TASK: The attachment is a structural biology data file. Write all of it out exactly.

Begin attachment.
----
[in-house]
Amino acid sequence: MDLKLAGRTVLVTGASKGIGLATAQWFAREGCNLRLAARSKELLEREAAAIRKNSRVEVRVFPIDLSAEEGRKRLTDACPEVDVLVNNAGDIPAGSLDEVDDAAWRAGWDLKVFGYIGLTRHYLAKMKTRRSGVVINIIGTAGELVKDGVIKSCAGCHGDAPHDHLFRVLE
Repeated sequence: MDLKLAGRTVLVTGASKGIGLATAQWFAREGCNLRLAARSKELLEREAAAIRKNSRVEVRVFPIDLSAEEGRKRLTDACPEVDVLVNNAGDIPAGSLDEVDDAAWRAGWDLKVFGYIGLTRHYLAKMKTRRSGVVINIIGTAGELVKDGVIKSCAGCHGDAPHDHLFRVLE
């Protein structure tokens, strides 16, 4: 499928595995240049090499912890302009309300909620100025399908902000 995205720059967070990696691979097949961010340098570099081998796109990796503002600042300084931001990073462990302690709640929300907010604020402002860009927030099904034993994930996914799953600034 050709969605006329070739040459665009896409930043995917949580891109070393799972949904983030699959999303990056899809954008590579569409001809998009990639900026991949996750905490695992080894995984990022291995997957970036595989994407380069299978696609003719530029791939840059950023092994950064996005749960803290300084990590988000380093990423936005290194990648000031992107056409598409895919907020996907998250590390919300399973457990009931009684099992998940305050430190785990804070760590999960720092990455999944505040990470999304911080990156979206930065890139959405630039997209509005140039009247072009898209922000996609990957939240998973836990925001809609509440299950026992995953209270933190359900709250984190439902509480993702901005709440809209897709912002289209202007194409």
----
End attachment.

[in-house]
Amino acid sequence: MDLKLAGRTVLVTGASKGIGLATAQWFAREGCNLRLAARSKELLEREAAAIRKNSRVEVRVFPIDLSAEEGRKRLTDACPEVDVLVNNAGDIPAGSLDEVDDAAWRAGWDLKVFGYIGLTRHYLAKMKTRRSGVVINIIGTAGELVKDGVIKSCAGCHGDAPHDHLFRVLE
Repeated sequence: MDLKLAGRTVLVTGASKGIGLATAQWFAREGCNLRLAARSKELLEREAAAIRKNSRVEVRVFPIDLSAEEGRKRLTDACPEVDVLVNNAGDIPAGSLDEVDDAAWRAGWDLKVFGYIGLTRHYLAKMKTRRSGVVINIIGTAGELVKDGVIKSCAGCHGDAPHDHLFRVLE
């Protein structure tokens, strides 16, 4: 499928595995240049090499912890302009309300909620100025399908902000 995205720059967070990696691979097949961010340098570099081998796109990796503002600042300084931001990073462990302690709640929300907010604020402002860009927030099904034993994930996914799953600034 050709969605006329070739040459665009896409930043995917949580891109070393799972949904983030699959999303990056899809954008590579569409001809998009990639900026991949996750905490695992080894995984990022291995997957970036595989994407380069299978696609003719530029791939840059950023092994950064996005749960803290300084990590988000380093990423936005290194990648000031992107056409598409895919907020996907998250590390919300399973457990009931009684099992998940305050430190785990804070760590999960720092990455999944505040990470999304911080990156979206930065890139959405630039997209509005140039009247072009898209922000996609990957939240998973836990925001809609509440299950026992995953209270933190359900709250984190439902509480993702901005709440809209897709912002289209202007194409």